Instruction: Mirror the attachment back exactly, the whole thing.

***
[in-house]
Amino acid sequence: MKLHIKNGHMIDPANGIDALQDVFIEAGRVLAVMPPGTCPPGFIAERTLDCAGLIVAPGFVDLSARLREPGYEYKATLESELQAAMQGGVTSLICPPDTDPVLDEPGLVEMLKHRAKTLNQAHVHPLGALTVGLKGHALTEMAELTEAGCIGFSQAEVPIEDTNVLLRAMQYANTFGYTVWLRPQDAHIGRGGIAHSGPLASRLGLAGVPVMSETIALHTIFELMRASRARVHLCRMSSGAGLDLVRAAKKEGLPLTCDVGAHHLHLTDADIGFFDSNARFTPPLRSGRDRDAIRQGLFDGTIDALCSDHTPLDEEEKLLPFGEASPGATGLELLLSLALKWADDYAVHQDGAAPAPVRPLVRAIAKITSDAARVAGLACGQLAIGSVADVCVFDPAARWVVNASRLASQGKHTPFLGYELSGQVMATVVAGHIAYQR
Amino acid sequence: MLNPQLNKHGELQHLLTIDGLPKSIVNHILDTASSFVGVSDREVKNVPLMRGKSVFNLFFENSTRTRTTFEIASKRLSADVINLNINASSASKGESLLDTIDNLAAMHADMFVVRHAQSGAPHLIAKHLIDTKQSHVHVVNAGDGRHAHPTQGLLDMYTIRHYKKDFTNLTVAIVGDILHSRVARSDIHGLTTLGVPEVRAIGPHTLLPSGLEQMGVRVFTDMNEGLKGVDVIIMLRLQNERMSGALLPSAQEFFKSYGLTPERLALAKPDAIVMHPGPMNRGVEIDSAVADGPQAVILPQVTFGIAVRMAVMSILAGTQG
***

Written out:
[in-house]
Amino acid sequence: MKLHIKNGHMIDPANGIDALQDVFIEAGRVLAVMPPGTCPPGFIAERTLDCAGLIVAPGFVDLSARLREPGYEYKATLESELQAAMQGGVTSLICPPDTDPVLDEPGLVEMLKHRAKTLNQAHVHPLGALTVGLKGHALTEMAELTEAGCIGFSQAEVPIEDTNVLLRAMQYANTFGYTVWLRPQDAHIGRGGIAHSGPLASRLGLAGVPVMSETIALHTIFELMRASRARVHLCRMSSGAGLDLVRAAKKEGLPLTCDVGAHHLHLTDADIGFFDSNARFTPPLRSGRDRDAIRQGLFDGTIDALCSDHTPLDEEEKLLPFGEASPGATGLELLLSLALKWADDYAVHQDGAAPAPVRPLVRAIAKITSDAARVAGLACGQLAIGSVADVCVFDPAARWVVNASRLASQGKHTPFLGYELSGQVMATVVAGHIAYQR
Amino acid sequence: MLNPQLNKHGELQHLLTIDGLPKSIVNHILDTASSFVGVSDREVKNVPLMRGKSVFNLFFENSTRTRTTFEIASKRLSADVINLNINASSASKGESLLDTIDNLAAMHADMFVVRHAQSGAPHLIAKHLIDTKQSHVHVVNAGDGRHAHPTQGLLDMYTIRHYKKDFTNLTVAIVGDILHSRVARSDIHGLTTLGVPEVRAIGPHTLLPSGLEQMGVRVFTDMNEGLKGVDVIIMLRLQNERMSGALLPSAQEFFKSYGLTPERLALAKPDAIVMHPGPMNRGVEIDSAVADGPQAVILPQVTFGIAVRMAVMSILAGTQG